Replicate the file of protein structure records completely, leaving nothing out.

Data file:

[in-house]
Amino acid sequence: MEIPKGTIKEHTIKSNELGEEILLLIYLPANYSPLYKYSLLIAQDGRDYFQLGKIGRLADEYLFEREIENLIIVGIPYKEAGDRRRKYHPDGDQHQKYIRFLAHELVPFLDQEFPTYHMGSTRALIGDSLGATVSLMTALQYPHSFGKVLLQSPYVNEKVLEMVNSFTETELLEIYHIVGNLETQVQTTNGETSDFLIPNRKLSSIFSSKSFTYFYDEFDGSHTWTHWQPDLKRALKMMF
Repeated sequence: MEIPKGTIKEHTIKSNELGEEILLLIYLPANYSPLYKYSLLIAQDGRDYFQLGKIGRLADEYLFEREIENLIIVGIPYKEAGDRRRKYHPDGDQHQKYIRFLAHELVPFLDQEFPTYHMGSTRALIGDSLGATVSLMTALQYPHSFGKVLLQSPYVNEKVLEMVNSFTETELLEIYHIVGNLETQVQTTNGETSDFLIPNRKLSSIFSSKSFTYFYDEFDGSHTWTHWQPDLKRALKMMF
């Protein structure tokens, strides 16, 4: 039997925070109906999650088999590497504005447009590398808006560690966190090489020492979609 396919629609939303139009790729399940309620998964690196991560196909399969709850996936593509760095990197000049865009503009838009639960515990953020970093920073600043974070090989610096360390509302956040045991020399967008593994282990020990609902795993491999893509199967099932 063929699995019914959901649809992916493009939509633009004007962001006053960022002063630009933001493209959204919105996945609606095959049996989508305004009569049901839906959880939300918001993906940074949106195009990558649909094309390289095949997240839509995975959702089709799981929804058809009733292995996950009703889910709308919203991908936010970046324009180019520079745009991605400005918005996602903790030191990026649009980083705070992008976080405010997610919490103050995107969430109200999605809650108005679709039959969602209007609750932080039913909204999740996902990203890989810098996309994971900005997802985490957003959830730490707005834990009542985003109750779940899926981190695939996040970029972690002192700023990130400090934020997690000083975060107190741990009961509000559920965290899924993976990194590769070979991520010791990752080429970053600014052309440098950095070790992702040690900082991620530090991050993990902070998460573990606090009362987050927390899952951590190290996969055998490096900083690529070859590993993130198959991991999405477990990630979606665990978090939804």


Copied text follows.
[in-house]
Amino acid sequence: MEIPKGTIKEHTIKSNELGEEILLLIYLPANYSPLYKYSLLIAQDGRDYFQLGKIGRLADEYLFEREIENLIIVGIPYKEAGDRRRKYHPDGDQHQKYIRFLAHELVPFLDQEFPTYHMGSTRALIGDSLGATVSLMTALQYPHSFGKVLLQSPYVNEKVLEMVNSFTETELLEIYHIVGNLETQVQTTNGETSDFLIPNRKLSSIFSSKSFTYFYDEFDGSHTWTHWQPDLKRALKMMF
Repeated sequence: MEIPKGTIKEHTIKSNELGEEILLLIYLPANYSPLYKYSLLIAQDGRDYFQLGKIGRLADEYLFEREIENLIIVGIPYKEAGDRRRKYHPDGDQHQKYIRFLAHELVPFLDQEFPTYHMGSTRALIGDSLGATVSLMTALQYPHSFGKVLLQSPYVNEKVLEMVNSFTETELLEIYHIVGNLETQVQTTNGETSDFLIPNRKLSSIFSSKSFTYFYDEFDGSHTWTHWQPDLKRALKMMF
């Protein structure tokens, strides 16, 4: 039997925070109906999650088999590497504005447009590398808006560690966190090489020492979609 396919629609939303139009790729399940309620998964690196991560196909399969709850996936593509760095990197000049865009503009838009639960515990953020970093920073600043974070090989610096360390509302956040045991020399967008593994282990020990609902795993491999893509199967099932 063929699995019914959901649809992916493009939509633009004007962001006053960022002063630009933001493209959204919105996945609606095959049996989508305004009569049901839906959880939300918001993906940074949106195009990558649909094309390289095949997240839509995975959702089709799981929804058809009733292995996950009703889910709308919203991908936010970046324009180019520079745009991605400005918005996602903790030191990026649009980083705070992008976080405010997610919490103050995107969430109200999605809650108005679709039959969602209007609750932080039913909204999740996902990203890989810098996309994971900005997802985490957003959830730490707005834990009542985003109750779940899926981190695939996040970029972690002192700023990130400090934020997690000083975060107190741990009961509000559920965290899924993976990194590769070979991520010791990752080429970053600014052309440098950095070790992702040690900082991620530090991050993990902070998460573990606090009362987050927390899952951590190290996969055998490096900083690529070859590993993130198959991991999405477990990630979606665990978090939804």